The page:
On August 11, 1985, a135 people were sent to the hospital due to a chemical leak at a Union Carbidefacility, in West Virginia, just 115 days after that devastating day in Bhopalthat killed 4,000 people and permanently disabled 17,000. Furthermore, UCILwaged a protest prior to the accident in Bhopal concerning the installation of15,000-gallon storage tanks which posed a safety hazard. Union Carbideinstalled the tanks anyway. Not to mention that there were no safety measuresimplemented for the possibility of an accident. Such as green-belts, evacuationplans, early warning systems etc. The community in Bhopal had no idea that theplant they were living on top of holdingsuch a risk, including the medical professionals who had no idea how to treatthe exposed individuals. In fact, many other smaller facilities that containedhazards to a community were moved to remote locations.
In 1982, a safety auditwas conducted at Bhopal where many safety issues were cited. However, there isno record of the safety issues being fixed. Despite Union Carbide knowing whichprocedures and antidotes could help the infected, the medical professionals hadnever been told to give the antidote for cyanide poisoning, or for the victims tobreathe through a wet towel.
With this information, an untold number of livescould have been saved. This record exhibits Union Carbide’s unequivocal guiltand I would give the company an F forfailing to be a good company ethically, legally, and socially responsible. (Bowonder) The trial regarding the Bhopal catastrophe was acatastrophe. If developing countries can be taken advantage of by corporationsand MNCs it is the job of the country the corporation comes from to police.Developing countries do not have a government, legal system, money, orinfrastructure established enough to protect thepeople of their nation from the power anMNC can bring to bear. We must respect the people of the nation that is harmedhowever if their legal system or government is not able to gain thecompensation and help they deserve after being victimized it is theresponsibility for our nation, as the nation from which Union Carbide came from,to give them justice.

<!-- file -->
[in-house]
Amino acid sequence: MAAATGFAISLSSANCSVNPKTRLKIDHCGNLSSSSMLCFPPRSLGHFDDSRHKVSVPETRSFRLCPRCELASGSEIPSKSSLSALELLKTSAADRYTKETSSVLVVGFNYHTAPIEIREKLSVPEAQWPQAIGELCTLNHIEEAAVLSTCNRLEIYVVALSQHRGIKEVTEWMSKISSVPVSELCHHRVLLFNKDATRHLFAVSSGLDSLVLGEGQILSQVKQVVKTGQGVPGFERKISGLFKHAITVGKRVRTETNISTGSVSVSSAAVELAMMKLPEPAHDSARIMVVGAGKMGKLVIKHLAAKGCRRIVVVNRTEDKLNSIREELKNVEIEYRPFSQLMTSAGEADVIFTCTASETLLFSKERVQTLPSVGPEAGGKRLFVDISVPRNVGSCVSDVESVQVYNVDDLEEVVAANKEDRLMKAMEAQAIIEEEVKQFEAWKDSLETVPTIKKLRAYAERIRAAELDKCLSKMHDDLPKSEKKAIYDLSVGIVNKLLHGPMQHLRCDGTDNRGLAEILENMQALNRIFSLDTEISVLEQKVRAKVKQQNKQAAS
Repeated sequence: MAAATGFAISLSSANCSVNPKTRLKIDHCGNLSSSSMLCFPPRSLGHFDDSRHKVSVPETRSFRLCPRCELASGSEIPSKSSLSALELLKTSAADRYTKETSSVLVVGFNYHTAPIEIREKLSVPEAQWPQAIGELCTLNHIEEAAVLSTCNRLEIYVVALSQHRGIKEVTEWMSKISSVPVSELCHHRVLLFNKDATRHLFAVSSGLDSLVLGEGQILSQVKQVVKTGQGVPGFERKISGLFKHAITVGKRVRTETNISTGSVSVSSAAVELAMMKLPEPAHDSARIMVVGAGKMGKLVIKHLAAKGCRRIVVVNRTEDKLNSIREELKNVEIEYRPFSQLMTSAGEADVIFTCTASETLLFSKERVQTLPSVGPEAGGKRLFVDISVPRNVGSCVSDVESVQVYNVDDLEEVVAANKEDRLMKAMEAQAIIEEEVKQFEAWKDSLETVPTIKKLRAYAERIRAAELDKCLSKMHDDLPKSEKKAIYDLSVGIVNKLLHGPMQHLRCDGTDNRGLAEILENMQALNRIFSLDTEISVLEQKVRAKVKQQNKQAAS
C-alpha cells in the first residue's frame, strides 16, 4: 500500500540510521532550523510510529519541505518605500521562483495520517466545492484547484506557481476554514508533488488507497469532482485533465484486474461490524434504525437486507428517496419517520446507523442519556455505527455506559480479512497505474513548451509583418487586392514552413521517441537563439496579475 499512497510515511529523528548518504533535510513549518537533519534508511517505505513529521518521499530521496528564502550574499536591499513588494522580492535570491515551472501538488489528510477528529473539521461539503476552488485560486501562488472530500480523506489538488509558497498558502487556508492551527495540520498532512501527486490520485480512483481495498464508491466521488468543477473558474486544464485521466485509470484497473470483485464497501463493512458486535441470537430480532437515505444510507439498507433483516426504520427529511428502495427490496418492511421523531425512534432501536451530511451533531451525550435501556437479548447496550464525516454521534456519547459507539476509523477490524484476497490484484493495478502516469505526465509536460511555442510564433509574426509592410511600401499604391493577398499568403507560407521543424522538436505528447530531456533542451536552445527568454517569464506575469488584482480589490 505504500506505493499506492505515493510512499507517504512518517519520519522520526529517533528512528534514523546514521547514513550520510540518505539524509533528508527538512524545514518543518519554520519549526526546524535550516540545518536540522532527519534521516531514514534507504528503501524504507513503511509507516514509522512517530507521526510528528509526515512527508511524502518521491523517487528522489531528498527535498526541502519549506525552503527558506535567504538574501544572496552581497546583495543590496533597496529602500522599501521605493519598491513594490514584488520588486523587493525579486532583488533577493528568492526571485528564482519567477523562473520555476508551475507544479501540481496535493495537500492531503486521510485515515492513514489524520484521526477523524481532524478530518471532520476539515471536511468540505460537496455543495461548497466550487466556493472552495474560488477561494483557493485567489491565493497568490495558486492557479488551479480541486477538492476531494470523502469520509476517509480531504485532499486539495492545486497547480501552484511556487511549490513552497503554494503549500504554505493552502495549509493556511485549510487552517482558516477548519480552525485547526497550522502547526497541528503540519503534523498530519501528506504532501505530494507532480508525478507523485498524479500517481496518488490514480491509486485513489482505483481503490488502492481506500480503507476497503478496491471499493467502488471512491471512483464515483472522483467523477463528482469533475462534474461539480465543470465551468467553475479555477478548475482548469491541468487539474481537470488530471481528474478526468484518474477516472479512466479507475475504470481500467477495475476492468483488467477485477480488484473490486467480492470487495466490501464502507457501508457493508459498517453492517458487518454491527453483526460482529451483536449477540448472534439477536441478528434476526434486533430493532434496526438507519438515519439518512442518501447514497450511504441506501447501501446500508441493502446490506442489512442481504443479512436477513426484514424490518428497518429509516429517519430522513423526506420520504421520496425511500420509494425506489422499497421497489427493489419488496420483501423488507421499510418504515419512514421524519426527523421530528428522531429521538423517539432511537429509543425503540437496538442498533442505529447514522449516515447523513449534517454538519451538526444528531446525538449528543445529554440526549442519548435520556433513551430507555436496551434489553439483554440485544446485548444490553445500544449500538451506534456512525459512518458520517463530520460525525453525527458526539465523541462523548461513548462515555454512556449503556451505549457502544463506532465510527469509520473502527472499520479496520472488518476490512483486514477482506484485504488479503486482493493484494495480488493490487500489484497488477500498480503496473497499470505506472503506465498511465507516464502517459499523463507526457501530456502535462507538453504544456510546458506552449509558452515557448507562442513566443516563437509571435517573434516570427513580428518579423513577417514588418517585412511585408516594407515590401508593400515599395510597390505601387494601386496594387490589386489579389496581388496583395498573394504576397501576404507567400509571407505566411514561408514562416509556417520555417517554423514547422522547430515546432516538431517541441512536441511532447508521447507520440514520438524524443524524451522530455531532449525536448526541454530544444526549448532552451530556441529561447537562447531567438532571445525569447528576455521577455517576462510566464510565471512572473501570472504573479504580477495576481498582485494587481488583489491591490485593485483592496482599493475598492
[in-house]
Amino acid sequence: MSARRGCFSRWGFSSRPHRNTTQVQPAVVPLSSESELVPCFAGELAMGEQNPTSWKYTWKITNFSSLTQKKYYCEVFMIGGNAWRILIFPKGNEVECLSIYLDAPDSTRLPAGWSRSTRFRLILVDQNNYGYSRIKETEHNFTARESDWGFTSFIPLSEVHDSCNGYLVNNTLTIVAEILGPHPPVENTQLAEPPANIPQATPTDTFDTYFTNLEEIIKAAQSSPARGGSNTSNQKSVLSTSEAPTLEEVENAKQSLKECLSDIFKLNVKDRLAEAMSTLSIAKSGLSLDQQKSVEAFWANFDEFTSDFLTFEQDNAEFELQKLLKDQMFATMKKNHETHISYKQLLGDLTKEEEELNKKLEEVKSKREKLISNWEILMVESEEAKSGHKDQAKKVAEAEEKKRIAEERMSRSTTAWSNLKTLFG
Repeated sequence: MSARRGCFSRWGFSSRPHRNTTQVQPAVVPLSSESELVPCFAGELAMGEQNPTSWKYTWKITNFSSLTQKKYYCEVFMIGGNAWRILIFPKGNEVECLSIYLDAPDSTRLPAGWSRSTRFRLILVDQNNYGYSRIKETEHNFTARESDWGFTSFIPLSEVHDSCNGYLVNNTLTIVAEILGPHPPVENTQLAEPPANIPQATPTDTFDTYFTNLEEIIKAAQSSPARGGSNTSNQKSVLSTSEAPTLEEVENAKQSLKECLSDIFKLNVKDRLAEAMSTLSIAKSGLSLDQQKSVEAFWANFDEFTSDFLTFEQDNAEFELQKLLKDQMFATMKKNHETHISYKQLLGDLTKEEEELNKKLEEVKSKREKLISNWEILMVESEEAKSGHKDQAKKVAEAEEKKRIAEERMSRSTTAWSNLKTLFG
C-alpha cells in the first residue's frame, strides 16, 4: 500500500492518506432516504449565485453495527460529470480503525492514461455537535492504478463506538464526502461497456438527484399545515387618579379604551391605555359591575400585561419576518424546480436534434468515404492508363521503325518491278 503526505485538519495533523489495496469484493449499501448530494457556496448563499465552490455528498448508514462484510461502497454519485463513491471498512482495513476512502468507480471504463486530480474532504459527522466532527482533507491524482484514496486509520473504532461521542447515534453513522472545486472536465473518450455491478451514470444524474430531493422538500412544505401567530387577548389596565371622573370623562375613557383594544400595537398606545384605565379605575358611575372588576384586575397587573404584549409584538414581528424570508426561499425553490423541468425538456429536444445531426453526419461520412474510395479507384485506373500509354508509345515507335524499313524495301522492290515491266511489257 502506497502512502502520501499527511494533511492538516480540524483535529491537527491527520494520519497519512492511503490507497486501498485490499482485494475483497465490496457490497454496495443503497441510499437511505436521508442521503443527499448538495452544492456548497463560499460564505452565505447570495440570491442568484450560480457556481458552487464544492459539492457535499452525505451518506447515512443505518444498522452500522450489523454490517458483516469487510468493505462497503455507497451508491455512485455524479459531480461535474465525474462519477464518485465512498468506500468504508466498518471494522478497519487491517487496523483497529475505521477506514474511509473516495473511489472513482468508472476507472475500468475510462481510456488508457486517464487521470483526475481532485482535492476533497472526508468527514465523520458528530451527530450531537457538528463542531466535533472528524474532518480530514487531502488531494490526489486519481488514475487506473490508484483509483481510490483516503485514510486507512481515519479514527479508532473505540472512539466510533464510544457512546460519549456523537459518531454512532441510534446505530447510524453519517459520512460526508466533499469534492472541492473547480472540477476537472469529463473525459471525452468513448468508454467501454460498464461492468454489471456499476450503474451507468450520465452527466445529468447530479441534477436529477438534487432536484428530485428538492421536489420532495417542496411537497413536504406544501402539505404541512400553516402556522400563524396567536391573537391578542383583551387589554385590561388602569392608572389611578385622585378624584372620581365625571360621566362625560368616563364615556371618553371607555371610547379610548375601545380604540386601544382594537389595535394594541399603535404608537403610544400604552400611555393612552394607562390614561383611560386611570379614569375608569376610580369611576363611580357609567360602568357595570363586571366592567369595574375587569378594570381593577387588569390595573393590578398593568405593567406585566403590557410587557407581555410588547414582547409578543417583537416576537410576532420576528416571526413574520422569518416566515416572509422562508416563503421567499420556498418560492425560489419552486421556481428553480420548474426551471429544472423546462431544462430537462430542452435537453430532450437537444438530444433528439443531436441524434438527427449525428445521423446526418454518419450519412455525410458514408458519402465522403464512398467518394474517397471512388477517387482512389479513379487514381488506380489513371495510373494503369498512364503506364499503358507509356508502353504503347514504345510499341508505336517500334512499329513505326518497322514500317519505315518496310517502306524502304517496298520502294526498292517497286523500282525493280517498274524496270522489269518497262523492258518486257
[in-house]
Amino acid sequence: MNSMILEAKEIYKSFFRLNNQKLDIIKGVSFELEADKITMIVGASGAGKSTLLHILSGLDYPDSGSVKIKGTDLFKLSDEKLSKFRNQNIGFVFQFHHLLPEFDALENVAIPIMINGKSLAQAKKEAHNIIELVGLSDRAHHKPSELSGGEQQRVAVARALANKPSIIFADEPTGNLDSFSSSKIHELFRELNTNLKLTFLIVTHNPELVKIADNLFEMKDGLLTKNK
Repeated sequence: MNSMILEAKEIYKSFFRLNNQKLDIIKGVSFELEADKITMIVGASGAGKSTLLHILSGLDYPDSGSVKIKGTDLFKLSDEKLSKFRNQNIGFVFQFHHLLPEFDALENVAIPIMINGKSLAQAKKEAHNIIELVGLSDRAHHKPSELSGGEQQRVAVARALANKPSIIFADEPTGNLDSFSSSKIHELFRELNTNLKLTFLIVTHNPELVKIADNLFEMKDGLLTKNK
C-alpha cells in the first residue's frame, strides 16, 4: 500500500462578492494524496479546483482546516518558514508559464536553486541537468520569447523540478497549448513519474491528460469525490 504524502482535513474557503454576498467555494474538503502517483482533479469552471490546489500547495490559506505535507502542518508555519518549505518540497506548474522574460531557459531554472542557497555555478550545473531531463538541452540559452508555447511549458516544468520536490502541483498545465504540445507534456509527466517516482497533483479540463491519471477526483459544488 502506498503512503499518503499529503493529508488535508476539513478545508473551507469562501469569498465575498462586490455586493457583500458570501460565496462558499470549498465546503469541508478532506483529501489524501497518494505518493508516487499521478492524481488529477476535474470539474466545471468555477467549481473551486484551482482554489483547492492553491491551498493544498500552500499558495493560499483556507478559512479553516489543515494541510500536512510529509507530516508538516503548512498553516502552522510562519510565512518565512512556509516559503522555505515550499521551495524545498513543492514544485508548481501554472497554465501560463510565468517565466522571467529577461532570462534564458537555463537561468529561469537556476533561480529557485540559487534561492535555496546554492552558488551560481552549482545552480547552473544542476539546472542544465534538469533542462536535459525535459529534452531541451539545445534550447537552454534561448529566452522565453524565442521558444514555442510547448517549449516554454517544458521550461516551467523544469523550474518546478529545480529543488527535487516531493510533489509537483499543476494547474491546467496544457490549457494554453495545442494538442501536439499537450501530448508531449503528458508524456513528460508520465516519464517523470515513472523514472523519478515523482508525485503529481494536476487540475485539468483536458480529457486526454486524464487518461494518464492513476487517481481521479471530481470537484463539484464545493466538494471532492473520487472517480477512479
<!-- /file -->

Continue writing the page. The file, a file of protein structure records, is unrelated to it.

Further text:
Dow Chemical has every legal, ethical, and socialresponsibility to not only help the victims of Bhopal but to clean the site ofany hazardous chemicals. The U.S. and Indian governments both have laws thatstate the polluter pays to have the site cleaned. The responsibility ofhazardous sites is sold with the rest of the company so when Dow Chemicalbought Union Carbide they took responsibility for returning the site to livableconditions. Not to mention that Union Carbide agreed to return the land to whatit was before. Dow has protested that Union Carbide settled the claim for 470 millionwhich was only 3.
3% of the original claim and only leaves the survivors with$550 each. Not to mention that only half of the families that survived havebeen identified and received their due compensation. Many lessons can be learned from Bhopal.
Such as anemergency plan that is known to the whole community and practiced. All medicalprocedures needed to treat any outbreaks or poisonings. Engaging the public inrisk management and acceptance of all the dangers.
Changing and downsizing thestorage containers and policies of hazardous substances. Substituting hazardouschemicals with safer alternatives. Establishing safety measures for plants thatuse hazardous materials, such as greenbelts, early warning systems, and evacuation plans. Developing methods to assess and mitigate any outbreak of hazardouschemicals. Evaluation of measures put in place to alleviate the gravity of anaccident. Maintaining the integrity and health of all equipment. However, mostimportant of all would be for the government and country a corporationoriginates to police and execute justice.